I am a command line fan! I use the terminal for working with files and directories. The directory stack tools – pushd, popd and dirs are superstars compared to what we get from the modern file managers.
In addition to this the shell has some more tricks up its sleeve.
CDPATH lets you set multiple base directories. By default, you have to provide relative path from your current directory to the new directory. Sometimes these relative paths can be long and can cause errors.
By using CDPATH you can ask the shell to look for the directories you have mentioned in additional directories. For example, if I have
/home/anadgouda/projects/xfce and I do
CDPATH=.:~/projects, I can use
cd blog and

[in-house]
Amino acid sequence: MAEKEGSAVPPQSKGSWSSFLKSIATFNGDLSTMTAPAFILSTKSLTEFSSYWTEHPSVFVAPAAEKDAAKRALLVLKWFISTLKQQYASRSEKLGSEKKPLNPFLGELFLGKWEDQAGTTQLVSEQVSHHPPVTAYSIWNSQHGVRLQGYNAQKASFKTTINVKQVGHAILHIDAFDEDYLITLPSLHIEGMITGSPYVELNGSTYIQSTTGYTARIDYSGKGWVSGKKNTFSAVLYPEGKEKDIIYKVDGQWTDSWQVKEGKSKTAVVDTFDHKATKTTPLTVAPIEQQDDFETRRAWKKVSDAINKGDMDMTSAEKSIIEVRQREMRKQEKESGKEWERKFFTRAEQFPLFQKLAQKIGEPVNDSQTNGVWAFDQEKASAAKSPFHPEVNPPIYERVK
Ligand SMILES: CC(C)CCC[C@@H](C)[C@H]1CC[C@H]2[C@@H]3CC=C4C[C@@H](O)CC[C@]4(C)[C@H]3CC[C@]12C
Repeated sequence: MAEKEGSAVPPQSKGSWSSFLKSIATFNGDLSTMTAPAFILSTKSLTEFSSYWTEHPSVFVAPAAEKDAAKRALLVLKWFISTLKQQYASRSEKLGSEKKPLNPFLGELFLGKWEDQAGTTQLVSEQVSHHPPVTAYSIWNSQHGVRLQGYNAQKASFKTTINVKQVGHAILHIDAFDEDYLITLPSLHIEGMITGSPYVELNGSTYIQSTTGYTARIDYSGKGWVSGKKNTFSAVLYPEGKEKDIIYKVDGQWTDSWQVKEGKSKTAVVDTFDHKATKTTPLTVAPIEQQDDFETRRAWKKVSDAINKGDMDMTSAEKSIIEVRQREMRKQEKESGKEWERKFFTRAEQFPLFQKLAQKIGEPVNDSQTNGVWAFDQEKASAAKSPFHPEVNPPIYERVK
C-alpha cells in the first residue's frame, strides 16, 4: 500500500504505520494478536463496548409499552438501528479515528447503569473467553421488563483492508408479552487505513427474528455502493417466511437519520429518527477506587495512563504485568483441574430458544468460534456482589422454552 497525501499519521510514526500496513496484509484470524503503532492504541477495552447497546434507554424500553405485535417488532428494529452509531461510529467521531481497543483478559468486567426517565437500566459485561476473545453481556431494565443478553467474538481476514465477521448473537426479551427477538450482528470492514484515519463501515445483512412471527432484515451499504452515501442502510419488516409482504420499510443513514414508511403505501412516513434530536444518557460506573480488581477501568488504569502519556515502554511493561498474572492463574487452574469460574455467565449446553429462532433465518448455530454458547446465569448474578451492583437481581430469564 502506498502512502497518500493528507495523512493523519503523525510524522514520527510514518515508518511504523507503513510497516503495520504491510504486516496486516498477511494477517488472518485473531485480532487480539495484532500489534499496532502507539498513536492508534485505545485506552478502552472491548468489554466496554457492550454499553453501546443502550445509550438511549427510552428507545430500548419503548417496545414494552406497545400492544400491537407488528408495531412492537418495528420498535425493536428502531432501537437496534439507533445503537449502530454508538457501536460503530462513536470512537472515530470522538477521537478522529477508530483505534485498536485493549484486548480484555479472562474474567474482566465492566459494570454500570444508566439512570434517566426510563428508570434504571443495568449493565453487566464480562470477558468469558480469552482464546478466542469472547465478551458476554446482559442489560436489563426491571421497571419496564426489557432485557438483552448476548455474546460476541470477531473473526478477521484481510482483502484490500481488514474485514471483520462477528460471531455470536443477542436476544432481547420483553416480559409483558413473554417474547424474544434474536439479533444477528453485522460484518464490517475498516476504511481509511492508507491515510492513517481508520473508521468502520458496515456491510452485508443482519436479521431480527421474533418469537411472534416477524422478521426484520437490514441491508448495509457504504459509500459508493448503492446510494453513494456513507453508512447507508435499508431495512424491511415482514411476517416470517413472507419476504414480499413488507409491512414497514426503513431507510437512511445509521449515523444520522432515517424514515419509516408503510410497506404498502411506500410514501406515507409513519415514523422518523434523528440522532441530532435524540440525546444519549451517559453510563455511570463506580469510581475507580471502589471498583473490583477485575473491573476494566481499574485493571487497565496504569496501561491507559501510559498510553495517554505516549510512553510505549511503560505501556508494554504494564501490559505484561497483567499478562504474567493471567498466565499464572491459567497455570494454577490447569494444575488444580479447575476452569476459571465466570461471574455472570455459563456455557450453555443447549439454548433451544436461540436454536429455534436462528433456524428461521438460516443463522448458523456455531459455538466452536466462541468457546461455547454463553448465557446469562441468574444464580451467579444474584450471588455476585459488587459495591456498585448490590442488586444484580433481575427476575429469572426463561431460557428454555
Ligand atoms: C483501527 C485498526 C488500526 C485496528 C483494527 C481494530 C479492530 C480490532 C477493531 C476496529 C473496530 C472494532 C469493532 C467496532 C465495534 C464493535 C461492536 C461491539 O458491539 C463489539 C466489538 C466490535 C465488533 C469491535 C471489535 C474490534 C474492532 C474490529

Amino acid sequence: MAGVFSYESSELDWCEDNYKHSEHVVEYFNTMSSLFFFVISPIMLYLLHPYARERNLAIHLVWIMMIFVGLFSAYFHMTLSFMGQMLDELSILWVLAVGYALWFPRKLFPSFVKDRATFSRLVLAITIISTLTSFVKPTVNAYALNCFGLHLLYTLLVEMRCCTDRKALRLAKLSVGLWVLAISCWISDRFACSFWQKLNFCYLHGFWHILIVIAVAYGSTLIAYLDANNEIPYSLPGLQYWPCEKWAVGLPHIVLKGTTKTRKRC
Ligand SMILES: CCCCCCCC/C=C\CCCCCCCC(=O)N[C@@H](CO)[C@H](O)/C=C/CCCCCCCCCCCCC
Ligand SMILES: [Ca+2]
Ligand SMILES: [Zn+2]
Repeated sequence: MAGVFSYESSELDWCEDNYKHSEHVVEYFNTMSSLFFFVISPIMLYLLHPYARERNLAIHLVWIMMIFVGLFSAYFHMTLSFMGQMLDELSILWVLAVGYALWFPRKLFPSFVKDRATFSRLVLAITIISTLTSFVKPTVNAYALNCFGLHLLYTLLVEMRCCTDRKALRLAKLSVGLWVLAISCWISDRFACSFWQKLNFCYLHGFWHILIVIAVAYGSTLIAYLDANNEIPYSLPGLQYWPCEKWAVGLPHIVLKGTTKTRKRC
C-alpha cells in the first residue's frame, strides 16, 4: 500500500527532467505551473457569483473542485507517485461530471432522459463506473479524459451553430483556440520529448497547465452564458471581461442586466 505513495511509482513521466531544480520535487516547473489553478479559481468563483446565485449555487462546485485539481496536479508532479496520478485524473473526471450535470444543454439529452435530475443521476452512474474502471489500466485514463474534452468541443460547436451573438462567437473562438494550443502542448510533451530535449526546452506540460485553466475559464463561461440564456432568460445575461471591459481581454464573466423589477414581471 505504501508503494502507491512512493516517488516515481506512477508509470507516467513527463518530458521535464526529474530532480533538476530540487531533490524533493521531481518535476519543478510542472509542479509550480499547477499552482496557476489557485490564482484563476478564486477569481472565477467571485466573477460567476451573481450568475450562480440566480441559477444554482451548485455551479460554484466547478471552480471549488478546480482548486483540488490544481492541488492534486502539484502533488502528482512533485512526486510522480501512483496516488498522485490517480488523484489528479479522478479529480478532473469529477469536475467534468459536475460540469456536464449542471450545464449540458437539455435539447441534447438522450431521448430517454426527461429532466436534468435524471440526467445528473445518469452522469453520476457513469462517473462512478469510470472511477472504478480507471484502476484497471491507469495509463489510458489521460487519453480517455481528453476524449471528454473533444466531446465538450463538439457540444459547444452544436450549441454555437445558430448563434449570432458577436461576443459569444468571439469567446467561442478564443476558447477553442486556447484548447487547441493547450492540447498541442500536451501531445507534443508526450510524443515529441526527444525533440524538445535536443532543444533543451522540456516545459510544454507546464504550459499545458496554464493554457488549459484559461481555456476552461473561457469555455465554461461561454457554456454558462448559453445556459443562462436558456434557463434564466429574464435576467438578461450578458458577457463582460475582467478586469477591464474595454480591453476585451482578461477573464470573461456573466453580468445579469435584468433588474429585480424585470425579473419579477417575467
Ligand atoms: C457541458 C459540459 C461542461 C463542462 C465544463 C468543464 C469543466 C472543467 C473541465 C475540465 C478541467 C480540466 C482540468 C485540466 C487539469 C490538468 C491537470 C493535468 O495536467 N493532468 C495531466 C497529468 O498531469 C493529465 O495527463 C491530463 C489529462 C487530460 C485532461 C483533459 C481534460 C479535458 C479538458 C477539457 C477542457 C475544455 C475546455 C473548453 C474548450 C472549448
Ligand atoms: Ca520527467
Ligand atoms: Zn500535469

cd xfce to change to blog or xfce from anywhere in my file system, as an absolute path. This will help you a lot for those frequently used directories.
shopt -s cdspell
shopt is a way of controlling optional shell behaviour. This command will correct the name automatically when you miss a character in the name or change the case. Though it handles minor errors it is plenty helpful in being productive.
You can add this command to your
~/.inputrc file and the shell will make the autocompletion case-insensitive. Personally, I prefer the case sensitivity, but if you think otherwise, use this and get it done your way.
set show-all-if-ambiguous on
If you are irritated by having to press TAB twice to list possibilities, this command will rescue you. Put this in your
~/.inputrc and the shell will list the matches immediately.
And since this is based on the bash shell, you can use this on all OSs that support it, like Unix systems, Macs and I guess Cygwin as well. Try these out and see if you get more productive with your command line.